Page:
Fadel Sobhi Shana
Born: Gaza, 27 March 1984
Joined Reuters: November 2004
Died: Gaza, 16 April 2008
Fadel Shana was a much-loved Palestinian cameraman. He had just turned 24 when he was killed by an Israeli tank shell while covering one of the world’s hottest trouble-spots. His death aroused international anger but Israel exonerated the troops who targeted him.
Shana was the fifth of seven children of a family from the teeming Khan Younis refugee camp. It lies in the south of the coastal stretch between Egypt and Israel known as the Gaza Strip, a volatile area home to some 1.4 million Palestinians - a people displaced through the creation of the state of Israel.
For Shana, Reuters was a family affair - two of his uncles and a brother were staff cameramen in Gaza, part of a 15-strong news team. He quickly learned how to shoot dramatic footage of clashes between rival militias and Israeli forces but also liked to tackle more creative lifestyle features. In August 2006 he was wounded when an Israeli plane fired a missile at a Reuters vehicle.
Around 5:30 pm on Wednesday 16 April, 2008, Shana and soundman Wafa Abu Mizyed, 25, were filming the aftermath of clashes in which 16 Palestinians and three Israeli soldiers had been killed. The pair wore flak jackets with large fluorescent “PRESS” labels and their car displayed a prominent “TV” sign.
They stopped on a back road close to the main Gaza highway. There was no fighting in the area but Shana could see two tanks on a hillside about a mile (1.5 kilometres) away inside the Israeli border. As he mounted his camera on a tripod a crowd of 20 to 30 gathered, mostly schoolchildren, some on bicycles. Shana asked Mizyed to move them back and began filming.
His camera was a weapon only for the truth
The final few seconds of his video show what happened next: a flash and a puff of smoke from one tank, and a moment later the screen goes black as an airburst “flechette” shell explodes in a hail of metal shards. They rip into Shana’s chest and legs, killing him instantly.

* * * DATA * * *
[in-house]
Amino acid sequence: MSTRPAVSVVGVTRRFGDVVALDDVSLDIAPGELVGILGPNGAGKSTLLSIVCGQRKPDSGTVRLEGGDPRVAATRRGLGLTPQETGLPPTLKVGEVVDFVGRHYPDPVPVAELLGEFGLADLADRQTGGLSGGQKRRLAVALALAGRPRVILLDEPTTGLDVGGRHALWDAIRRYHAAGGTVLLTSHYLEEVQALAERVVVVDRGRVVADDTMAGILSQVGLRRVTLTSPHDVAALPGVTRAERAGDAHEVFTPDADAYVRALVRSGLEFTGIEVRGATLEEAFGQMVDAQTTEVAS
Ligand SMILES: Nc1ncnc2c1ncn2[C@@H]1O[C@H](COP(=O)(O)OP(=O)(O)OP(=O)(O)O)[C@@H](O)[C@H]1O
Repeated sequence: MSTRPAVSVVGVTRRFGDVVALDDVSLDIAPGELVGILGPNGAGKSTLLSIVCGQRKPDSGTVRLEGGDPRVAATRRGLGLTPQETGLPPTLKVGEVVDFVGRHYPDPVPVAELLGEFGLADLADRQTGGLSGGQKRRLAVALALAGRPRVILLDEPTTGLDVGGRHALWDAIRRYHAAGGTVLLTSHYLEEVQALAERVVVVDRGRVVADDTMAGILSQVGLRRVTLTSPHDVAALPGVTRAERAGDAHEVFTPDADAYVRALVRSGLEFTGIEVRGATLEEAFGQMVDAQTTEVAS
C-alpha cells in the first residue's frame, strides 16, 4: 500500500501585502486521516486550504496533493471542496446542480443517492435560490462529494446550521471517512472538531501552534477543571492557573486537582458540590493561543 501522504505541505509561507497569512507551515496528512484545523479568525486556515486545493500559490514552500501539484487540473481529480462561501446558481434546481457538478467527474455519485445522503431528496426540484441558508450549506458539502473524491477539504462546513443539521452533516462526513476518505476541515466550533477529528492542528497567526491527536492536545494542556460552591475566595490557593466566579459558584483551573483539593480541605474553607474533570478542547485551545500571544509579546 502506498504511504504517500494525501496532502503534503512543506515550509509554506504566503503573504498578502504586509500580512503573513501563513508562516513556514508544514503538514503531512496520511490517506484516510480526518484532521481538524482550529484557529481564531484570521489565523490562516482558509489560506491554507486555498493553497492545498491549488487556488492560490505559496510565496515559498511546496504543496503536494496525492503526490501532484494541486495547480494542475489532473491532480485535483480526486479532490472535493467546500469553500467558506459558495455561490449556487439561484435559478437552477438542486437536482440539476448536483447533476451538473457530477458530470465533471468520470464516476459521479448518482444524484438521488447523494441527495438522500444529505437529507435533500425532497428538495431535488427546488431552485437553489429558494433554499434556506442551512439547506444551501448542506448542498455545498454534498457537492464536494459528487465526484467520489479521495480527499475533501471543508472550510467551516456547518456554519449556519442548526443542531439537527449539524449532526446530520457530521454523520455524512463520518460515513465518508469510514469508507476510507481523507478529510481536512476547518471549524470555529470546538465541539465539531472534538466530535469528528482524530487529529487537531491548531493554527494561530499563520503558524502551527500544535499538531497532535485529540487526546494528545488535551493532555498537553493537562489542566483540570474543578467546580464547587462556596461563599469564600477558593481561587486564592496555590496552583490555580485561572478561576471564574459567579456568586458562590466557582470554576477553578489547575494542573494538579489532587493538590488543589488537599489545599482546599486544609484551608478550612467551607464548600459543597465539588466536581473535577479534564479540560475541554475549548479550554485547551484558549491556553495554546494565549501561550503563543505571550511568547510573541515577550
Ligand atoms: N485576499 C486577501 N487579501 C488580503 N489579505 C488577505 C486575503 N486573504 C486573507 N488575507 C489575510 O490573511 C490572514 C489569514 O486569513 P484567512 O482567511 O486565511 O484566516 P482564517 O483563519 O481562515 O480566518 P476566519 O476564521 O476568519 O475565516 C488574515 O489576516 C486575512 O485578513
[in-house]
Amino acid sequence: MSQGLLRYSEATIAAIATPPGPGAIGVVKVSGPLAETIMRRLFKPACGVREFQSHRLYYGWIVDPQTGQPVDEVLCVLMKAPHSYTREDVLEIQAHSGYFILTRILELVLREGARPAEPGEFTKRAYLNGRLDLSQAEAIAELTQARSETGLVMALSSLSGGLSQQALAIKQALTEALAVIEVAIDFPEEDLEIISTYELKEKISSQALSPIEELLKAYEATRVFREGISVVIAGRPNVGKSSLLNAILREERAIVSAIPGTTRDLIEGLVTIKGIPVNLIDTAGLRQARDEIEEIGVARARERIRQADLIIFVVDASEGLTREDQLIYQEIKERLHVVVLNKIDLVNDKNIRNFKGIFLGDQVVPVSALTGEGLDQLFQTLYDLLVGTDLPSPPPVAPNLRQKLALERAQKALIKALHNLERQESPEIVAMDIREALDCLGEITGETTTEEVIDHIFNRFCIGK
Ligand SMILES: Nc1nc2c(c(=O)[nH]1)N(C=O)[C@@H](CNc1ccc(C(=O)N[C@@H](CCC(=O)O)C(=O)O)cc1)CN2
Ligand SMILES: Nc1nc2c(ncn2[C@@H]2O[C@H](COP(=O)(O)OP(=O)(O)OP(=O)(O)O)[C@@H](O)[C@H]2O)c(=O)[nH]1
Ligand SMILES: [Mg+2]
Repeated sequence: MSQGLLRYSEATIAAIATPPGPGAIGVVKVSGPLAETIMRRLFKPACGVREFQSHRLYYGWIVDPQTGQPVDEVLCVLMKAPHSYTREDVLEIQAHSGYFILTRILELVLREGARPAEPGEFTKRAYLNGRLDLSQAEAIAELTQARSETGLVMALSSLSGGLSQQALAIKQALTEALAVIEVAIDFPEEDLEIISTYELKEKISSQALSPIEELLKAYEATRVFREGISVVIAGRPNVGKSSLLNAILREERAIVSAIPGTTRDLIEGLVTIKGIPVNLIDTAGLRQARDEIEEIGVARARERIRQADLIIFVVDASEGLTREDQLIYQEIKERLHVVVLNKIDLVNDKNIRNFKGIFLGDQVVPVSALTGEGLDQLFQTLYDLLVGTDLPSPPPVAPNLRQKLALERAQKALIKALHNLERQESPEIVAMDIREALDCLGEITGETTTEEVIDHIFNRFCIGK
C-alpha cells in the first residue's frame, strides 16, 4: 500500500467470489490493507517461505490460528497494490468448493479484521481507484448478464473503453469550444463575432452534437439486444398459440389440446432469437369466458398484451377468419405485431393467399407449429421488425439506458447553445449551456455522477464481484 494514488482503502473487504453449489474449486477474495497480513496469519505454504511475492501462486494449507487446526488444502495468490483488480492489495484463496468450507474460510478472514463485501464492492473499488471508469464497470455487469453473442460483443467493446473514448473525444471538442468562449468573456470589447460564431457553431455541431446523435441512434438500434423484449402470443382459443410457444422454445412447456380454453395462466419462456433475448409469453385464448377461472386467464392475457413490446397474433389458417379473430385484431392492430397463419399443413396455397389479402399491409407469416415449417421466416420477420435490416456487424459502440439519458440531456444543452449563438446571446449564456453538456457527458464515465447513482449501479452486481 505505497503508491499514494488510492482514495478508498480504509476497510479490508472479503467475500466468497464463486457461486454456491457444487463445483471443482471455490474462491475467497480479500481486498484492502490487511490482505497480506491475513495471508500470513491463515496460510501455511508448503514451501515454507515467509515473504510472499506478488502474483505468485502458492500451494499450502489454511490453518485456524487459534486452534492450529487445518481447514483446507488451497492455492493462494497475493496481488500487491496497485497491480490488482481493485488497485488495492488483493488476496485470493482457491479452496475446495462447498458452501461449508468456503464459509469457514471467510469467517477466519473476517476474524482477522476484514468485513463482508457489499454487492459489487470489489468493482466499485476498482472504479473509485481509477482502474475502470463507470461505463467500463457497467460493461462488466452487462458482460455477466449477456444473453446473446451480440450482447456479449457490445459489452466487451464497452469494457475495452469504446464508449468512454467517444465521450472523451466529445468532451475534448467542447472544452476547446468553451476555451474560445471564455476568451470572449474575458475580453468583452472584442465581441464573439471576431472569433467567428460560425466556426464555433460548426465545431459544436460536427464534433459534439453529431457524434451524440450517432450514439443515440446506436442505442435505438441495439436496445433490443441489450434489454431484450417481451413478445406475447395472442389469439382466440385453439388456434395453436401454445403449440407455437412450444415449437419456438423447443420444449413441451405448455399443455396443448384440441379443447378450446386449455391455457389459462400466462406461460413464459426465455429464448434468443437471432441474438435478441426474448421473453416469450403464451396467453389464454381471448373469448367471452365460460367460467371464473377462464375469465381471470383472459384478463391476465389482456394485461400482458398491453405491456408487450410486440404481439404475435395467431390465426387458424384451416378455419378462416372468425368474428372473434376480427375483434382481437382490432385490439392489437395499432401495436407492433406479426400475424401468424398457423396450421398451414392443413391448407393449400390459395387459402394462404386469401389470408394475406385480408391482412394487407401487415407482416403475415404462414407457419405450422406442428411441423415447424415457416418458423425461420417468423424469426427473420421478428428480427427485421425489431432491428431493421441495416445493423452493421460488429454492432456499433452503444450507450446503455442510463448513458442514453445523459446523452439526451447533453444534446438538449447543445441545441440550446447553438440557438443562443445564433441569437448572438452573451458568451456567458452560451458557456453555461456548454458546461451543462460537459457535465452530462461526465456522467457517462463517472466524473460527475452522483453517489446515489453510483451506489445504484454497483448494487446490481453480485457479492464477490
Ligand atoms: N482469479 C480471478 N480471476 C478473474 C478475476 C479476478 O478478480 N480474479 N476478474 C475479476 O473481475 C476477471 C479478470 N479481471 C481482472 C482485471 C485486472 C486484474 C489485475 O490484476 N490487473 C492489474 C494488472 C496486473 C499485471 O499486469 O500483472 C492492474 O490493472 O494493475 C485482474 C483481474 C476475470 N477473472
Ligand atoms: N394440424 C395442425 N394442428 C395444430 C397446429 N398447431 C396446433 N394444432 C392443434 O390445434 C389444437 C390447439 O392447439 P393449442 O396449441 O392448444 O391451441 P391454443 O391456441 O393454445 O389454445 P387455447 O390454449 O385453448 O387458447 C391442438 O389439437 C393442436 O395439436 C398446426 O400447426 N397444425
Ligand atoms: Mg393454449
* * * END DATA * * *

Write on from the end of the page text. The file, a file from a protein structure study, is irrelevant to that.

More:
Soon afterwards, a second shell destroyed the car. Eight other Palestinians aged between 12 and 20 lay dead or dying. More youngsters would doubtless have been killed had Shana not ordered them back. Mizyed was wounded in the wrist.
The Israeli inquiry verdict four months later was that the tank crew could not be sure whether Shana was operating a camera or a weapon, that they had consulted superiors by radio and that it was reasonable for them to assume that Shana was hostile and fire at him. Reuters vigorously challenged the findings and their implications for press freedom.
A Palestinian flag draped Shana’s body at his funeral procession, and his shattered camera and shredded flak jacket were borne aloft on a separate stretcher. “His camera was a weapon only for the truth,” wrote Editor-in-Chief David Schlesinger.
Shana loved to relax playing on the beach with his nieces and nephews, or listening to music in his car as he watched the sun go down, dreaming of seeing the world. He left Gaza only once in his life, when Israel granted him a one-day permit to attend a Reuters bureau gathering in Jerusalem. ■
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